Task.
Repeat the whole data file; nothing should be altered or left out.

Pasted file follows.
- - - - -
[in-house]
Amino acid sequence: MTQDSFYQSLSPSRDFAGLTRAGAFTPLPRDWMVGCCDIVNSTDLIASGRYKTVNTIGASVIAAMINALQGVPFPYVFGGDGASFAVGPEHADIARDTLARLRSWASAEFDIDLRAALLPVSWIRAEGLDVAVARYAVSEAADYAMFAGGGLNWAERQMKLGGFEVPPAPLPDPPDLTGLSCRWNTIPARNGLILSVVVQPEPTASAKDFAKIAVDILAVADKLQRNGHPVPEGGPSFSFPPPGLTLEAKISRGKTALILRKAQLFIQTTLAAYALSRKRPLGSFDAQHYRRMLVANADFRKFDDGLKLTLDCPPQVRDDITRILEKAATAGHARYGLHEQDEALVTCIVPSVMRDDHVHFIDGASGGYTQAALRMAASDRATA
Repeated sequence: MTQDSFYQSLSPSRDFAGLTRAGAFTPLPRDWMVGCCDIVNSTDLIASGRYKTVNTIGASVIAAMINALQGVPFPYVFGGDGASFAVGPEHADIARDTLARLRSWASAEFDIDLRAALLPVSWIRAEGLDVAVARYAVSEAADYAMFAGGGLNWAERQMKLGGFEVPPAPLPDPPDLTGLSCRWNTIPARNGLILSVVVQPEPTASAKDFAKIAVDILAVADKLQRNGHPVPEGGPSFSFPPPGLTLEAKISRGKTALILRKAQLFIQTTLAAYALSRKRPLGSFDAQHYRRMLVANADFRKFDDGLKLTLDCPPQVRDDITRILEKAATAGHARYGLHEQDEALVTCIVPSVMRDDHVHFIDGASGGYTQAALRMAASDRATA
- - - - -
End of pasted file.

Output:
[in-house]
Amino acid sequence: MTQDSFYQSLSPSRDFAGLTRAGAFTPLPRDWMVGCCDIVNSTDLIASGRYKTVNTIGASVIAAMINALQGVPFPYVFGGDGASFAVGPEHADIARDTLARLRSWASAEFDIDLRAALLPVSWIRAEGLDVAVARYAVSEAADYAMFAGGGLNWAERQMKLGGFEVPPAPLPDPPDLTGLSCRWNTIPARNGLILSVVVQPEPTASAKDFAKIAVDILAVADKLQRNGHPVPEGGPSFSFPPPGLTLEAKISRGKTALILRKAQLFIQTTLAAYALSRKRPLGSFDAQHYRRMLVANADFRKFDDGLKLTLDCPPQVRDDITRILEKAATAGHARYGLHEQDEALVTCIVPSVMRDDHVHFIDGASGGYTQAALRMAASDRATA
Repeated sequence: MTQDSFYQSLSPSRDFAGLTRAGAFTPLPRDWMVGCCDIVNSTDLIASGRYKTVNTIGASVIAAMINALQGVPFPYVFGGDGASFAVGPEHADIARDTLARLRSWASAEFDIDLRAALLPVSWIRAEGLDVAVARYAVSEAADYAMFAGGGLNWAERQMKLGGFEVPPAPLPDPPDLTGLSCRWNTIPARNGLILSVVVQPEPTASAKDFAKIAVDILAVADKLQRNGHPVPEGGPSFSFPPPGLTLEAKISRGKTALILRKAQLFIQTTLAAYALSRKRPLGSFDAQHYRRMLVANADFRKFDDGLKLTLDCPPQVRDDITRILEKAATAGHARYGLHEQDEALVTCIVPSVMRDDHVHFIDGASGGYTQAALRMAASDRATA